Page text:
Commercial Inland Marine Insurance
Most inland marine insurance policies have an 80% coinsurance clauses. Others have no coinsurance clause. This is the case with the transportation policy and the valuable papers and records policy.
COMMERCIAL INLAND MARINE:
Inland Marine Insurance provides coverage for goods in domestic transit, goods of bailees/customers, moveable equipment, and unusual property. Property of certain dealers and instrumentalities of communication and transportation are also covered. In short, inland marine insurance provides coverage for loss exposures that cannot be conveniently or reasonably confined to a fixed location.
A bailee is any person or business that accepts the property of others for a specific purpose.
Instrumentalities of communication and transportation are properties essential to communication or transportation. Properties that may come under this class are radio and television equipment, bridges, roads, tunnels, pipelines, and piers.
There are many kinds of inland marine policies that cover several kinds of loss exposures. The insurance industry has recognized this diversity by dividing inland marine into two categories: filed and non filed.
Filed policies are those for which the policy forms and rates are filed with the state insurance department. These policies are characterized by the number of potential insureds with the same kinds of similar loss exposures. Most filed forms cover risks of direct physical loss to the covered property. The following are some examples of inland marine filed policy forms: commercial articles coverage form, equipment dealers coverage form, signs coverage form, mail coverage form, accounts receivable coverage form, and the valuable papers/records coverage form.
Non-filed inland marine policies are those for which neither the policy forms nor the rates are filed with the state insurance department. The majority of inland marine policies are non-filed. Non-filed policies are characterized by a relatively small number of potential insureds with different loss exposures. A non-filed policy may be substantially different among insurers. Many non-filed policies provide coverage against risk of direct physical loss or damage to covered property. Other policies may insure against only specified causes of loss. The type of property that can be insured under a non-filed inland marine policy is almost limitless. The following are some examples of non-filed inland marine policies: electronic data processing equipment policy, contractor’s equipment policy, and builder’s risk/installation policy. Bailees’ policies and instrumentalities of transportation and communication would also come under the non-filed policy category.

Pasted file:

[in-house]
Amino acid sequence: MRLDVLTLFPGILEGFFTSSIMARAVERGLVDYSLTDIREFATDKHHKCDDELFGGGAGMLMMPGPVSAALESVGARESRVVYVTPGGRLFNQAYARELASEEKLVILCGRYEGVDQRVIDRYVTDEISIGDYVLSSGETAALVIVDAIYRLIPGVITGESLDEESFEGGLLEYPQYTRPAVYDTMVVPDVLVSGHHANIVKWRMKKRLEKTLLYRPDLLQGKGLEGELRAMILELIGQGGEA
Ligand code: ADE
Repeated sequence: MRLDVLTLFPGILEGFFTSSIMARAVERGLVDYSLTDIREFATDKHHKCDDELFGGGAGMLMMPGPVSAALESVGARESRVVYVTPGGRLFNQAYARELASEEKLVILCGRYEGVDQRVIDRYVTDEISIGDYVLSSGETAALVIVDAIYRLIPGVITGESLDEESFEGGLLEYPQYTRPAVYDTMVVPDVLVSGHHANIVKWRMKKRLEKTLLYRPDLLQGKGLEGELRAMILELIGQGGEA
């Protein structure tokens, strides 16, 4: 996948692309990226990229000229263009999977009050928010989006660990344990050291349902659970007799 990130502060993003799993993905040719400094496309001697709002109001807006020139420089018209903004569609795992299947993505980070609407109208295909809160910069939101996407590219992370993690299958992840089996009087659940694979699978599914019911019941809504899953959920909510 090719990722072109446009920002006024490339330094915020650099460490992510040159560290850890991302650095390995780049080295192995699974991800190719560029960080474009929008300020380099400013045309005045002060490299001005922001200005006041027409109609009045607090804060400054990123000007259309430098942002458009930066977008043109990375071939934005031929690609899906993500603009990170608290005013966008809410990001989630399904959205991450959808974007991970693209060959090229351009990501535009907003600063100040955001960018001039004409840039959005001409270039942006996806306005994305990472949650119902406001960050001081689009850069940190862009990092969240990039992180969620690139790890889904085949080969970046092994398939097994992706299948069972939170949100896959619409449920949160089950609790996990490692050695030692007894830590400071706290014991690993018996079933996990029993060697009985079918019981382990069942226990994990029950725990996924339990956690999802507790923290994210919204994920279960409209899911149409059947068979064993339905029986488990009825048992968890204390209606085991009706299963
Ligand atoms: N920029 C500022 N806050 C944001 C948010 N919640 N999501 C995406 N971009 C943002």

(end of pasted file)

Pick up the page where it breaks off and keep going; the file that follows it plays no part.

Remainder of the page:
The deductibles in inland marine policies vary just as the limits do. An example would be the transportation policy. Since there are no standard policies, there are no standard deductibles. However, most policies are written with a per occurrence deductible.
Even though most deductibles are written on a per loss basis, the wording in a deductible clause can put restrictions on the policy limit. As an example, some insurers state they will subtract the deductible amount from the amount they are obligated to pay. This type of clause prevents the insured from ever collecting the full policy limit of insurance. Other insurers might have a deductible clause similar to the one found in the valuable papers and records coverage form which states that the insurer will pay the amount of the loss (less the deductible) up to the policy limit of insurance. This deductible clause would allow the insured to collect up to the policy limit.
LIMIT OF INSURANCE:
The limit of insurance in an inland marine policy will always vary depending on the type of inland marine policy. For example, transportation policies can have two limits of insurance. One limit could be per unit or per conveyance. A catastrophe limit could also be included, which would apply to losses of more than one unit or conveyance. It is also possible for a transportation policy to be written with a single per occurrence limit.
The inland marine valuable papers policy form is another example of varying limits. The limits of insurance on the declaration page states per occurrence; however, the policy is structured to indicate the insured has one limit for specifically described valuable papers on the insured’s premises and another limit for all other valuable papers and records on the insured’s premises. The policy also states another limit for valuable papers and records temporarily away from the insured’s premises, but this limit is shown as an additional coverage and not as a sub-limit of the policy.
Inland marine policies can also differ with valuation clauses. An example would be the inland marine transportation insurance policy which has a valuation clause at invoice cost. However, if there is no invoice, valuation can be the actual cash value of the property. Some insurers state that if there is no invoice, valuation will be the market value of the property once it reaches its destination.
Another example of a valuation clause would be the valuable papers and records policy form. This form states the agreed valuation on specifically declared items will be the limit of insurance stated in the policy. Valuation for all other valuable papers and records will be determined by the lesser of its cash value, cost of restoring the property to its original condition prior to the loss, or the cost of replacing the property with similar or identical property. This last method is usually the valuation method used on this form.
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